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Am J Physiol Renal Physiol. 2008 Oct;295(4):F950-8. doi: 10.1152/ajprenal.90258.2008. Epub 2008 Jul 16.

Human H+ATPase a4 subunit mutations causing renal tubular acidosis reveal a role for interaction with phosphofructokinase-1.

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  • 1Department of Medical Genetics, Cambridge University, Cambridge Institute for Medical Research, Addenbrooke's Hospital Box 139, Cambridge, CB2 0XY, UK.

Abstract

The vacuolar-type ATPase (H+ATPase) is a ubiquitously expressed multisubunit pump whose regulation is poorly understood. Its membrane-integral a-subunit is involved in proton translocation and in humans has four forms, a1-a4. This study investigated two naturally occurring point mutations in a4's COOH terminus that cause recessive distal renal tubular acidosis (dRTA), R807Q and G820R. Both lie within a domain that binds the glycolytic enzyme phosphofructokinase-1 (PFK-1). We recreated these disease mutations in yeast to investigate effects on protein expression, H+ATPase assembly, targeting and activity, and performed in vitro PFK-1 binding and activity studies of mammalian proteins. Mammalian studies revealed complete loss of binding between the COOH terminus of a4 containing the G-to-R mutant and PFK-1, without affecting PFK-1's catalytic activity. In yeast expression studies, protein levels, H+ATPase assembly, and targeting of this mutant were all preserved. However, severe (78%) loss of proton transport but less decrease in ATPase activity (36%) were observed in mutant vacuoles, suggesting a requirement for the a-subunit/PFK-1 binding to couple these two functions. This role for PFK in H+ATPase function was supported by similar functional losses and uncoupling ratio between the two proton pump domains observed in vacuoles from a PFK-null strain, which was also unable to grow at alkaline pH. In contrast, the R-to-Q mutation dramatically reduced a-subunit production, abolishing H+ATPase function completely. Thus in the context of dRTA, stability and function of the metabolon composed of H+ATPase and glycolytic components can be compromised by either loss of required PFK-1 binding (G820R) or loss of pump protein (R807Q).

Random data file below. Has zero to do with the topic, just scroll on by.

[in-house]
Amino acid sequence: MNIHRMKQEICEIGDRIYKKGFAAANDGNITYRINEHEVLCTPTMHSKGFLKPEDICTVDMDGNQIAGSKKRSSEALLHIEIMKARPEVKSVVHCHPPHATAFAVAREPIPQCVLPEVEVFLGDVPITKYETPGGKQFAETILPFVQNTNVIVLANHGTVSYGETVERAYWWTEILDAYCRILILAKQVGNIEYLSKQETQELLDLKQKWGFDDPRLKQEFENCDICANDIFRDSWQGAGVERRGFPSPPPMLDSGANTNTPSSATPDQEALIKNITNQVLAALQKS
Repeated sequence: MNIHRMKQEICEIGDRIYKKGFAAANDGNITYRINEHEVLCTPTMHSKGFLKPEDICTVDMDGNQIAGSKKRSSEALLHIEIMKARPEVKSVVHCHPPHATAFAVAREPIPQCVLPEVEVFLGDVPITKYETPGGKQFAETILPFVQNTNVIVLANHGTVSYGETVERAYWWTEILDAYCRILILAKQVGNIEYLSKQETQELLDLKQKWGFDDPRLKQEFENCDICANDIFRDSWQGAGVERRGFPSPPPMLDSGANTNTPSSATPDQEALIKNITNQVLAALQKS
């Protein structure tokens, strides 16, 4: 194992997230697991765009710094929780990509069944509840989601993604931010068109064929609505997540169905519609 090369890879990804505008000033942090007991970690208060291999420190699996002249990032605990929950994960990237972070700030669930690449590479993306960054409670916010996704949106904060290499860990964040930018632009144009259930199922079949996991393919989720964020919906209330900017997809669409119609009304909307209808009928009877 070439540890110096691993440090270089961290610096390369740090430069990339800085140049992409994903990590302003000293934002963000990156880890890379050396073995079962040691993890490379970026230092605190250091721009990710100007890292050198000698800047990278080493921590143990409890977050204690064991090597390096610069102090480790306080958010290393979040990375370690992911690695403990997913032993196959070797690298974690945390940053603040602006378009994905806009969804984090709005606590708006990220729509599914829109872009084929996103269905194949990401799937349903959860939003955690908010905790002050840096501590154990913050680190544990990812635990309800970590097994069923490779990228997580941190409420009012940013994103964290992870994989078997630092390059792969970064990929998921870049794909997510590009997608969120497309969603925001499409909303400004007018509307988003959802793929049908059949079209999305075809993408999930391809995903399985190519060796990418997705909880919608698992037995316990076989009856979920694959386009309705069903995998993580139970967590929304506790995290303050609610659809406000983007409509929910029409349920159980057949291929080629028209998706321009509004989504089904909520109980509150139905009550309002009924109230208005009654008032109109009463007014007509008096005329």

PMID:
18632794
[PubMed - indexed for MEDLINE]
PMCID:
PMC2576143
Free PMC Article
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